The second enthralling installment in Alex Rutherford's Empire of the Moghul series. 1530, Agra, Northern India. Humayun, the newly-crowned second Moghul Emperor, is a fortunate man. His father, Babur, has bequeathed him wealth, glory and an empire which stretches a thousand miles south from the Khyber pass; he must now build on his legacy, and make the Moghuls worthy of their forebear, Tamburlaine. But, unbeknown to him, Humayun is already in grave danger. His half-brothers are plotting against him; they doubt that he has the strength, the will, the brutality needed to command the Moghul armies and lead them to still-greater glories. Perhaps they are right. Soon Humayun will be locked in a terrible battle: not only for his crown, not only for his life, but for the existence of the very empire itself.
The Professor and the Madman: A Tale of Murder, Insanity, and the Making of The Oxford English Dictionary
The Professor and the Madman: A Tale of Murder, Insanity, and the Making of The Oxford English Dictionary by Simon Winchester
The Professor and the Madman, masterfully researched and eloquently written, is an extraordinary tale of madness, genius, and the incredible obsessions of two remarkable men that led to the making of the Oxford English Dictionary--and literary history. The compilation of the OED, begun in 1857, was one of the most ambitious projects ever undertaken. As definitions were collected, the overseeing committee, led by Professor James Murray, discovered that one man, Dr. W C. Minor, had submitted more than ten thousand. When the committee insisted on honoring him, a shocking truth came to light: Dr. Minor, an American Civil War veteran, was also an inmate at an asylum for the criminally insane.
Patches of Fire: A Story of War and Redemption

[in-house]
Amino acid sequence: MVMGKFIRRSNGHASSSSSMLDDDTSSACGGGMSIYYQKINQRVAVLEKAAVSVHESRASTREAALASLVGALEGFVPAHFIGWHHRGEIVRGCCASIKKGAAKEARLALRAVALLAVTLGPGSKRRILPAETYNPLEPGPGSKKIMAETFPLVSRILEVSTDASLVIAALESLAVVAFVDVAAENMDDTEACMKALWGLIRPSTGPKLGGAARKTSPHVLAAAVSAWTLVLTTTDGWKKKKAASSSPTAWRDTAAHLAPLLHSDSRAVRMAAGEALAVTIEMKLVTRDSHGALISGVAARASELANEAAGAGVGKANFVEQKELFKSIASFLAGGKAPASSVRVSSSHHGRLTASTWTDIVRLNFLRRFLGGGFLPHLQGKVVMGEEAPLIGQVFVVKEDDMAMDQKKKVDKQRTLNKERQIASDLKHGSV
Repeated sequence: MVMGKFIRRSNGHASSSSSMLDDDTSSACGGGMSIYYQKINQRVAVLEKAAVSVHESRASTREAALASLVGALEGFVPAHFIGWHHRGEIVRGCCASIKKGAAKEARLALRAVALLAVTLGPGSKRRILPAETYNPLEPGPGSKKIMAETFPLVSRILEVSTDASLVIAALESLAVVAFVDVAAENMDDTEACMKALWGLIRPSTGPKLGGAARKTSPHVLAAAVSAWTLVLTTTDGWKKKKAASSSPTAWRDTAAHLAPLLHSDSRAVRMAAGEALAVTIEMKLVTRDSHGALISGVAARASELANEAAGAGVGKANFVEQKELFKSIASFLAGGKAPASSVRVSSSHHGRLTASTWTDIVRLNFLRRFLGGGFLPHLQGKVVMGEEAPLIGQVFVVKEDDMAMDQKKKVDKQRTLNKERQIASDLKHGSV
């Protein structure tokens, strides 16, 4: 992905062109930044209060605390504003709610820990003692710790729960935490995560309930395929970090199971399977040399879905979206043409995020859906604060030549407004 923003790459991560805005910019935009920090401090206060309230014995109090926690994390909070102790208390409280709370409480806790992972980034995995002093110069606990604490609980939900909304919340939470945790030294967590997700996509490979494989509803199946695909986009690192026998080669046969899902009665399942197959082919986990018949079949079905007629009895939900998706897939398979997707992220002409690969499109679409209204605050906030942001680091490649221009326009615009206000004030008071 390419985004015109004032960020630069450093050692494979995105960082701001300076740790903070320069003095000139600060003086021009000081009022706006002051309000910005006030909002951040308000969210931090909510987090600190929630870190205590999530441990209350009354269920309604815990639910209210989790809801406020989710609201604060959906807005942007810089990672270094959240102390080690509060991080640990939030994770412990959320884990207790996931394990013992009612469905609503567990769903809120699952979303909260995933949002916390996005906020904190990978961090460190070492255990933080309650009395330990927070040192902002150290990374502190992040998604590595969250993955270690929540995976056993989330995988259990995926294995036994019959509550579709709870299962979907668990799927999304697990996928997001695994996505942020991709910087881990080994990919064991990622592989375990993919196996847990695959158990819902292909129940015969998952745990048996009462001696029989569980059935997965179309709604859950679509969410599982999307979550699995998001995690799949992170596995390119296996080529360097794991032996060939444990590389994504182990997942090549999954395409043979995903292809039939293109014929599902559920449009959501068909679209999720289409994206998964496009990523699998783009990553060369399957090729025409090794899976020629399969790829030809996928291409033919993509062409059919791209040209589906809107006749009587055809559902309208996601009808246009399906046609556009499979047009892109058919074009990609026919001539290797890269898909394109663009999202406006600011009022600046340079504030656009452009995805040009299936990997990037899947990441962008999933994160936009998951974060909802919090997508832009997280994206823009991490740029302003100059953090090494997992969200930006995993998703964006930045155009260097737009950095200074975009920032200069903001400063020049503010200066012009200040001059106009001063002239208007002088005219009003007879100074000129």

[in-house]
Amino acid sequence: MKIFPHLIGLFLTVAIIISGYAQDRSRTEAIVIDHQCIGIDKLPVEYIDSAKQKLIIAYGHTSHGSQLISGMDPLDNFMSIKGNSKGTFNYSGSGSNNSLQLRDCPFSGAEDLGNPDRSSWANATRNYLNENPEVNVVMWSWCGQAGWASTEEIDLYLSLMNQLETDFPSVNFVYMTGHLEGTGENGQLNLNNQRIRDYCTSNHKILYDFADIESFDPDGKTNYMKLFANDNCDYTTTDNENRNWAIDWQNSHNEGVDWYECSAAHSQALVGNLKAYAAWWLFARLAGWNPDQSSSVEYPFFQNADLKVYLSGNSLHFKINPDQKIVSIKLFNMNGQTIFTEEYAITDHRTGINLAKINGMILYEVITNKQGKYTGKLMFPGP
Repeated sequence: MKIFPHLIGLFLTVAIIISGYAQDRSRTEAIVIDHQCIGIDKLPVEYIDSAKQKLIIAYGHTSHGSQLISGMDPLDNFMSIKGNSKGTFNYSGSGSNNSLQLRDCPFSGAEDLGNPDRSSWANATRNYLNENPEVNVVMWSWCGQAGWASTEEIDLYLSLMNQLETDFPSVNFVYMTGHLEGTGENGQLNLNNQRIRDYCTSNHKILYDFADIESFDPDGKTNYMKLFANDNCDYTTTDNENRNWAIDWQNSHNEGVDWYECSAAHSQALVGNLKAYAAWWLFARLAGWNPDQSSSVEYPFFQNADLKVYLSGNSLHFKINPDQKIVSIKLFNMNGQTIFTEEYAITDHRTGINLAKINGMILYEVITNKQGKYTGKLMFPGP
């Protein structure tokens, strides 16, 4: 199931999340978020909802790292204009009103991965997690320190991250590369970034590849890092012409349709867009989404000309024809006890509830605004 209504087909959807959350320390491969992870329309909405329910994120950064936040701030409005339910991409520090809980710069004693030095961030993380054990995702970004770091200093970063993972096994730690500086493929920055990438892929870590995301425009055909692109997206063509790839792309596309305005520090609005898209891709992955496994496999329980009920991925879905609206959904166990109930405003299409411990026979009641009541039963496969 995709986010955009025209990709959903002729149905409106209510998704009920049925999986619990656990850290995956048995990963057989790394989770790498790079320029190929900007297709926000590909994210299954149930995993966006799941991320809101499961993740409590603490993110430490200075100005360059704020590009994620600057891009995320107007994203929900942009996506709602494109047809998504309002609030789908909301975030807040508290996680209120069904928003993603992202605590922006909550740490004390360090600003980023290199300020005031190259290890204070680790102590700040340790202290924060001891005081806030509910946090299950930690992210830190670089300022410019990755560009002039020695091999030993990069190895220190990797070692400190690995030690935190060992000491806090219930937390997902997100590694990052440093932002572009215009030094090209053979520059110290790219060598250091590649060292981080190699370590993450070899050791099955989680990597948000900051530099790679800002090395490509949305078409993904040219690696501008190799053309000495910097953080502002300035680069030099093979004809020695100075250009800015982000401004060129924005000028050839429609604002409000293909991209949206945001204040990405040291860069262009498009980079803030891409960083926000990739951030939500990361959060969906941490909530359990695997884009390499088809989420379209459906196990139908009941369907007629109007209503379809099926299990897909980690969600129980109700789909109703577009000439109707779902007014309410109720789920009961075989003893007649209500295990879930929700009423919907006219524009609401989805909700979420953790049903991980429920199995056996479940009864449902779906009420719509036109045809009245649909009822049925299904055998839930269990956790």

Patches of Fire: A Story of War and Redemption by Albert French
Patches of Fire is the story of a young man's encounter with a war and with deaths beyond his understanding; of his return to a country torn by racial unrest in the wake of the assassination of Martin Luther King, Jr.; and of his painstaking efforts to defeat his inner demons and make a place for himself as a black man in white America. With a starkness tempered by humor, French brings to life the horrors of Vietnam, and recounts in compelling detail his uneasy tenure as a newspaper photographer, his heady days as publisher of his own magazine, his confrontations with the ghostly images of Vietnam that haunted his dreams - and the sense of renewal and purpose he achieved as a novelist. The very personal story of French's trials and triumphs....
True History of the Kelly Gang
True History of the Kelly Gang by Peter Carey
Out of 19th century Australia rides a hero of his people and a man for all nations: Ned Kelly, the son of poor Irish immigrants, viewed by the authorities as a thief (especially of horses) and, as a cold-blooded killer. To the people, though, he was a patriot hounded unfairly by rich English landlords and their stooges. In the end, Kelly and his so-called gang (his younger brother and two friends) led a massive police manhunt on a wild goose chase that lasted twenty months, in which Ned's talents as a bushman were augmented by bank robberies and the support of nearly everyone not in a uniform. His one demand - for which he would have surrendered himself was his jailed mother's freedom.
Executed by hanging more than a century ago, speaking as if from the grave, Kelly still resonates as the most potent legend in the land down under.